Key in using tmux effectively is knowing the shortcuts. Memorizing them improves productivity a lot. So to help you get started I listed the main ones below.

  • ctrl+b % or ctrl+b " for pane splitting
  • ctrl+b space for changing pane orientation
  • ctrl+b n for next window
  • ctrl+b arrow keys for pane selection (older versions only support up/down)
  • ctrl+b , for renaming window
  • ctrl+b d for detaching session (close without shutting it down)
  • tmux a to resume a detached sessions

Am I missing any neat shortcuts? Let me know by dropping it in the comments.

Making PuTTY prettier and nicer to work with

PuTTY has been my go-to SSH client on Windows for years but I’ve found that it does require a couple of tweaks to turn it into the (almost?) perfect SSH client. Below are some tweaks to improve PuTTY.

Display characters the way it’s meant

For years I’ve put up with PuTTY displaying certain accented characters or other symbols in a bad and nasty way. This will cause tools like aptitude and tmux to look really awful. It was not long ago that I found that this behavior could be fixed by setting the proper charset. Go to Window > Translation > Remote character set and change it to UTF-8. Lines drawn by tmux have never looked so good. It also removed an annoying display glitch I was having with irssi.

If this doesn’t work make sure Bash is set to use UTF-8 by adding

export LC_ALL=en_US.UTF-8
export LANG=en_US.UTF-8
export LANGUAGE=en_US.UTF-8

to your .bashrc.

More about setting up an UTF-8 environment.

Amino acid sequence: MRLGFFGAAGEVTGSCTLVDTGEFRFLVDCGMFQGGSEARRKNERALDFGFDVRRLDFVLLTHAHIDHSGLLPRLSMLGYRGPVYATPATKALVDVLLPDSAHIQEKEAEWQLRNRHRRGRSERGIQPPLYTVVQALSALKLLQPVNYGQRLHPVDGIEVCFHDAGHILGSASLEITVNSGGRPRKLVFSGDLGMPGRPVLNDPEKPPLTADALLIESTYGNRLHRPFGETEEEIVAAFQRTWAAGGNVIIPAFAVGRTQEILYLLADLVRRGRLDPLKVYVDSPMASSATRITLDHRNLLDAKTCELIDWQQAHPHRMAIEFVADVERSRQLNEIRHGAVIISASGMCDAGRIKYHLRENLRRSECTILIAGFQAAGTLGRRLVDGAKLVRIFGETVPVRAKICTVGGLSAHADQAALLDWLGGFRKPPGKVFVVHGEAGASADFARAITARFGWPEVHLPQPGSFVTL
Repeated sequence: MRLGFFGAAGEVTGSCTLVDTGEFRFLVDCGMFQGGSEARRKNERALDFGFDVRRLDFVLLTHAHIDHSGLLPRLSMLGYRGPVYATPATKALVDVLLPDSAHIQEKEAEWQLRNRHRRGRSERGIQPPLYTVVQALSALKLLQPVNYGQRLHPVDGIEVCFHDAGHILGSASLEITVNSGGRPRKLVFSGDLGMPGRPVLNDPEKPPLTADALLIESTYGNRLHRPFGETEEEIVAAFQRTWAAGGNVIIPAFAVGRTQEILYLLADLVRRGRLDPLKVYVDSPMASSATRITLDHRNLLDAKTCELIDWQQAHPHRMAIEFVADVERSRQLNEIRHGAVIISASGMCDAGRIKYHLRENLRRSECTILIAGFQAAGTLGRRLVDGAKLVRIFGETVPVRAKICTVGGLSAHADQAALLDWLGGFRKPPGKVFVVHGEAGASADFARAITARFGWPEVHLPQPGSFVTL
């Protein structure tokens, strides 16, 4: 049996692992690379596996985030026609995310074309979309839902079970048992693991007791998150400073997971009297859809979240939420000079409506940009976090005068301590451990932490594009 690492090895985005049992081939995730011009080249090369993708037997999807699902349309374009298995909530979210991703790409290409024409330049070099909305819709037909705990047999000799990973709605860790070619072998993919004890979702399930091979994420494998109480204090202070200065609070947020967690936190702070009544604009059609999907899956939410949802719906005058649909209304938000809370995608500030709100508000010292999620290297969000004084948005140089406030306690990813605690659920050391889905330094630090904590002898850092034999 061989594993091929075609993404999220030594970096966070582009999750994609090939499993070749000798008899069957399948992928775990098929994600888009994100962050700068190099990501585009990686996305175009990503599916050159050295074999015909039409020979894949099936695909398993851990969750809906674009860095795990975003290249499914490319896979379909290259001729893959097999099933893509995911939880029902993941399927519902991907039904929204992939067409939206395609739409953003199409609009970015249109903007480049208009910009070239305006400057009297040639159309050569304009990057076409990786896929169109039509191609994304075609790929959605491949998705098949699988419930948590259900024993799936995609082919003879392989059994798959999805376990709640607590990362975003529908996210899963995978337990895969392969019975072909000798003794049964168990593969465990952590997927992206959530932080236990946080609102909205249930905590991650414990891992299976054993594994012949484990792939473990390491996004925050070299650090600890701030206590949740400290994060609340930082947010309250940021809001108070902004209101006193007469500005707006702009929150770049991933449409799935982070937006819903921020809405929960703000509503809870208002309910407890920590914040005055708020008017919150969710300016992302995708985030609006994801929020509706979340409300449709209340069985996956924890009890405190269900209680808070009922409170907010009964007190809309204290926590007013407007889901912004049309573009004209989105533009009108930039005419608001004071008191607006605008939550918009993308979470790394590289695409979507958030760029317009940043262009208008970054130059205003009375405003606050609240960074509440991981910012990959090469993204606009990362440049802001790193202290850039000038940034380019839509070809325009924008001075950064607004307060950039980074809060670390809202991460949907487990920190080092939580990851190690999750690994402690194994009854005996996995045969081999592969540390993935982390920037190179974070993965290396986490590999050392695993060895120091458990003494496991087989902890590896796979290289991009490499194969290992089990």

Change the default font

By default PuTTY uses Courier New but I’m not really fond of it. Instead I use Consolas bold at 10pt. Using this font with these settings gives fuller text that’s better readable and nicer on the eyes. At least in my opinion.

Use PuTTYtray

I use PuTTYtray so I can set a transparent background. Just set alpha to 220 and the transparency is just perfect. PuTTYtray also has support for hiding your terminal in the system tray, but I personally don’t use that. If you don’t need either then I suppose standard PuTTY will be good enough. I do recommend to install PuTTY along side PuTTYtray though as it ships with some useful tools for key generation.

Change right mouse-button behavior

By default a click on the right mouse-button pastes anything you’ve got on your clipboard to the terminal. If you’re aware of this than it’s fine, but sometimes it can cause some inconvenience. Instead, change its behavior so a right mouse click will show a context menu which aside from pasting from the clipboard also adds some other useful shortcuts. You can find this setting under

Window > Selection > Action of mouse buttons and set it to Windows. The default is Compromise.

Full screen

If you use multiple screens (or not) you may already be resizing your terminal to fit the screen. Instead of full screen with the window border, title and scrollbar there’s also a full screen mode that removes this and uses the entire screen as your terminal space. To do this you need to enable this in

Window > Behaviour > Full screen on Alt-Enter. Doing so will let you use Alt + Enter to go to full screen.

Other settings?

In case I’ve missed any useful tweaks that improve usage of PuTTY I’d like to hear about them in the comments.